Rabbi Lau: On religionization and incitement

Rabbi Yisrael Meir Lau addresses European Rabbi's conference, need to bring every Jew closer. Implicitly criticizes Tzohar rabbis.

Hezki Baruch - Romania,

Rabbi Lau at European Rabbi's Conference
Rabbi Lau at European Rabbi's Conference
Hezki Baruch

Speaking on Monday at the annual conference of the Rabbinical Center of Europe being held in Romania, former Chief Rabbi of Israel and of Tel Aviv, Rabbi Israel Meir Lau said that "a rabbi must distinguish between the glory of G-d and his own dignity."

Rabbi Lau spoke about the state of Jewry today, saying that "today a Rabbi must act on three levels, as the Rebbe of Lubavitch told me in a conversation with him 44 years ago. The Rebbe said to me, 'I don't want to correct your use of the concept "Outreach to those afar" because I don't know who's afar, only G-d knows. I prefer to use the term "bringing Jews closer".'"

Rabbi Lau added, "In my opinion, it's forbidden to abandon one Jew. Rabbis must work with three circles: the first circle is made up of those who observe the Torah and mitzvot and expect him to be a posek, a halakhic decisor. The second circle consists of traditional Jews and the rabbi's mission is to bring them into the first circle. The third circle includes Jews who have no Jewish identity and perhaps a mezuzah on the door of their home, though it's not certain there's a parchment in the mezuzah case. A rabbi should visit every sick person in his community who is ill for more than three days and visit any congregant in hospital. There's no doubt that such an act will move people from the third circle to the second and bring them closer to Judaism."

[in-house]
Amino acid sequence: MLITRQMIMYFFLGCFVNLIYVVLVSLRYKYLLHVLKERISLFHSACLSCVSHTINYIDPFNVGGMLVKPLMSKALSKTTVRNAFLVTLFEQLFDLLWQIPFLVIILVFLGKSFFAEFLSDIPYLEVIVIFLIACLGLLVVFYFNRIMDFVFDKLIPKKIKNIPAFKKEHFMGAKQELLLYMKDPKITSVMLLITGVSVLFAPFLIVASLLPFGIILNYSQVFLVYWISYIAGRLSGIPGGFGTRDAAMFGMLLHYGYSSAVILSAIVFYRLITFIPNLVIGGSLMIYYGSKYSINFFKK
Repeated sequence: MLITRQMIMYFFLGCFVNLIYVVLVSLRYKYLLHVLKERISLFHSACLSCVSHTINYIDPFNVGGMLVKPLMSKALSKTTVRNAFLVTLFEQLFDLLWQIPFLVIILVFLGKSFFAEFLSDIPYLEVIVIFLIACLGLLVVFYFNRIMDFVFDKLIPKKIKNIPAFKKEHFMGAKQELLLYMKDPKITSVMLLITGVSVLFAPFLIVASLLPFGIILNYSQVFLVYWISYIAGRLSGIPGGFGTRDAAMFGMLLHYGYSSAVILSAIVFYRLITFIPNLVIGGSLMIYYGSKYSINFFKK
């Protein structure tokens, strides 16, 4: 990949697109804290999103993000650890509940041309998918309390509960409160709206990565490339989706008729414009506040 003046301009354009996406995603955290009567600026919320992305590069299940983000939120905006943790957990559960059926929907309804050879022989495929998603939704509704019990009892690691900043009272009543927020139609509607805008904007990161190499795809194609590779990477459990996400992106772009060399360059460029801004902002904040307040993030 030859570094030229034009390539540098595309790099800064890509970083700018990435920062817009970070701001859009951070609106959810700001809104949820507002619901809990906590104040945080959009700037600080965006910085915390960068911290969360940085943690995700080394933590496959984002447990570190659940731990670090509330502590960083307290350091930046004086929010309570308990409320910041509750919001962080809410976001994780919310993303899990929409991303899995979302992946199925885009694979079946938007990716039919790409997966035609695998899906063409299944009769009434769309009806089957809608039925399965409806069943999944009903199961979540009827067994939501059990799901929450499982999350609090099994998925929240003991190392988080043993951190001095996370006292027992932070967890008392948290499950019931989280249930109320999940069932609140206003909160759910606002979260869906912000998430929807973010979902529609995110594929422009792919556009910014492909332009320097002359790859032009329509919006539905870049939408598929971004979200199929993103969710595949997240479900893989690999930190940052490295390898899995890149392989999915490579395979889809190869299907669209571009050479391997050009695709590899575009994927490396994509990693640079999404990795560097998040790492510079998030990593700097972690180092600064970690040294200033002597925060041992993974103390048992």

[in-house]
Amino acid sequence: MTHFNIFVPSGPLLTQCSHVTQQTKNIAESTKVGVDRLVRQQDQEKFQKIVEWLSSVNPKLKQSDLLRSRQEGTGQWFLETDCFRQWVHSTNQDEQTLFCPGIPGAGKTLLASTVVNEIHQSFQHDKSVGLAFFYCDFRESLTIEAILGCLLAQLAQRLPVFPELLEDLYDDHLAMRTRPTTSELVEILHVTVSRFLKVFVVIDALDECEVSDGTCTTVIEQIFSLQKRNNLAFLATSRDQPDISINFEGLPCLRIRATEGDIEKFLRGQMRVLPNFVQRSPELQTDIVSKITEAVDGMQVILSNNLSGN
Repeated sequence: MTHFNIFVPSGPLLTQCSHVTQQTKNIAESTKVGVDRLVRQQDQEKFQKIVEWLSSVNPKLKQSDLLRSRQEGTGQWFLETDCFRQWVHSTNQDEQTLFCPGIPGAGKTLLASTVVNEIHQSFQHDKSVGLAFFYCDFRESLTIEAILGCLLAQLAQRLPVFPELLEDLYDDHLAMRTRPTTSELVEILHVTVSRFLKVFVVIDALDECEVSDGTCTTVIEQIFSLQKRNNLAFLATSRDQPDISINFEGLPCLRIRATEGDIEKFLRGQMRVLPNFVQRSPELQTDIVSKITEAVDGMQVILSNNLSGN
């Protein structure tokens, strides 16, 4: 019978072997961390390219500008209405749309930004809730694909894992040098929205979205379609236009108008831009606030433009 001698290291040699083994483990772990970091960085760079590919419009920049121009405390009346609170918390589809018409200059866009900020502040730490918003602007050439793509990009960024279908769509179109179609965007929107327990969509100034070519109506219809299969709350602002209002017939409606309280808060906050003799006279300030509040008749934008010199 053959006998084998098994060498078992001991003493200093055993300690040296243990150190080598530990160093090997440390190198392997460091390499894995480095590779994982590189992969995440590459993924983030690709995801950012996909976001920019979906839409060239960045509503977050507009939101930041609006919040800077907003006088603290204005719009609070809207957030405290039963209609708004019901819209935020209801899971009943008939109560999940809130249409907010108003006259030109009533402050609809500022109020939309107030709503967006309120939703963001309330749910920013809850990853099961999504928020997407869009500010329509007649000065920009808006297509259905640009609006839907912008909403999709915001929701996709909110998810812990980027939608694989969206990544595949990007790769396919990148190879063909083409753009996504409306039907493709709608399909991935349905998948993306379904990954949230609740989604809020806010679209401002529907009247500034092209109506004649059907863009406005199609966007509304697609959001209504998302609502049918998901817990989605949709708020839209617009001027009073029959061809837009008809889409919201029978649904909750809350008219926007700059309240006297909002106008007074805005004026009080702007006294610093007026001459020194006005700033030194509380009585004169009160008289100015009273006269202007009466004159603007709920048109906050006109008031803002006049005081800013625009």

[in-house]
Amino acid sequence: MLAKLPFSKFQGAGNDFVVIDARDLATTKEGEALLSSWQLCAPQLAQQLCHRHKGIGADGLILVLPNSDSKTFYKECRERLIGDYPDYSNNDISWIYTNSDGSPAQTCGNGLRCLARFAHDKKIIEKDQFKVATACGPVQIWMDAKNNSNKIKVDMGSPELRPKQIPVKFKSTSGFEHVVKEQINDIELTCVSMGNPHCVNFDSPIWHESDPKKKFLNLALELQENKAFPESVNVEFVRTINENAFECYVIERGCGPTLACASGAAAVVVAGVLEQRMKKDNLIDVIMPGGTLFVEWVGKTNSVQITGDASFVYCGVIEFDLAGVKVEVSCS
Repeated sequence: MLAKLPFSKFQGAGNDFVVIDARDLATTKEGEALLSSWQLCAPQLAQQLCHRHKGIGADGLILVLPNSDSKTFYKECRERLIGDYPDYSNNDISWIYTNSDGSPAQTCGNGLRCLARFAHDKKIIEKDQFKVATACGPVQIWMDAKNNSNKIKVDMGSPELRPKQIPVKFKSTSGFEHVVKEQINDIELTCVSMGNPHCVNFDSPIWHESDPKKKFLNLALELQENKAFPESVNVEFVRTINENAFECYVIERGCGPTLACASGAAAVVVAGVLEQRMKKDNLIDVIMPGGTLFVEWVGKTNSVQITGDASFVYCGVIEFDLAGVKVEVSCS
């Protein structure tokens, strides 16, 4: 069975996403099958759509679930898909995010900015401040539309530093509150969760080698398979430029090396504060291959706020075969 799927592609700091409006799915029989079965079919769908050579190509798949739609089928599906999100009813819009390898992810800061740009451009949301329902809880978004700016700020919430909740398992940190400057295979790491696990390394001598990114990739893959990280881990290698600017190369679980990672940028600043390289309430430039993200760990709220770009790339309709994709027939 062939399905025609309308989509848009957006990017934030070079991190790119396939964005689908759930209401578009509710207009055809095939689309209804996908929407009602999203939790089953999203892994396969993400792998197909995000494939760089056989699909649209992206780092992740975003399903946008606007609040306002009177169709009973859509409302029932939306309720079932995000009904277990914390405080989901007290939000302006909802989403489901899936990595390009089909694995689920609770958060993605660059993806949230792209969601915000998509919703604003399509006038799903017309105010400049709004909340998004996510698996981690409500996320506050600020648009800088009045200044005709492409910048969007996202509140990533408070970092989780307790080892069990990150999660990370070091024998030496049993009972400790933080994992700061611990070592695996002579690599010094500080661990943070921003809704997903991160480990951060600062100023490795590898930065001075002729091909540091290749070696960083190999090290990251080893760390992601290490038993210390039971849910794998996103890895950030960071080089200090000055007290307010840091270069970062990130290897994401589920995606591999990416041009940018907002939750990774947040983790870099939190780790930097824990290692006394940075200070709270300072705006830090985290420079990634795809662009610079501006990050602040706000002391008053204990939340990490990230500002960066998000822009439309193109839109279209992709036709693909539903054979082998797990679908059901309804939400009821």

He attacked opponents of the Chief Rabbinate and implicitly criticized the Tzohar rabbis, who recently announced their own kashrut certification. "We are students of Hillel (the more tolerant Talmudic scholar whose contra was the stringent Shammai, ed.) and we will do not need to be taught that halakha goes according to Beit Hillel (a Talmudic dictum, excepting certain special cases,ed.). We will not be taught either in the street or in the media. There is also a group of rabbis who call themselves 'Rabbis of BEit Hillel," intimating that we are Rabbis of Beit Shammai".

"Today there is a new word, 'religionization', that is a buzzword, a mantra used with the word 'incitement'. To turn a Jew into a observant Jew [to these people] is religionization, akin to incitement. Incite him against what? Not to make compromises in keeping the Torah and not to perform only a third or a quarter. To all those who tell us to make 'corrections' in halakha or leniencies in halakha, I say - You come to change a work that you didn't create? That's vandalism. This is barbarity.

"You are asking the rabbi to 'correct' the Torah because we're in the 20th century? Change is heresy when applied to a basic Torah commandment from Sinai. The rabbis who speak today about making Judaism accessible and bringing halakha closer to the people are against Hillel ... Hillel spoke about brining the people close to Torah and not bringing the Torah close to them," said Rabbi Lau.

He concluded, "I appeal to all rabbis to love your communities. The role of the rabbi is to love peace, pursue peace, love people, and bring them closer to the Torah. That's the Rabbinate in the past, present, and future."



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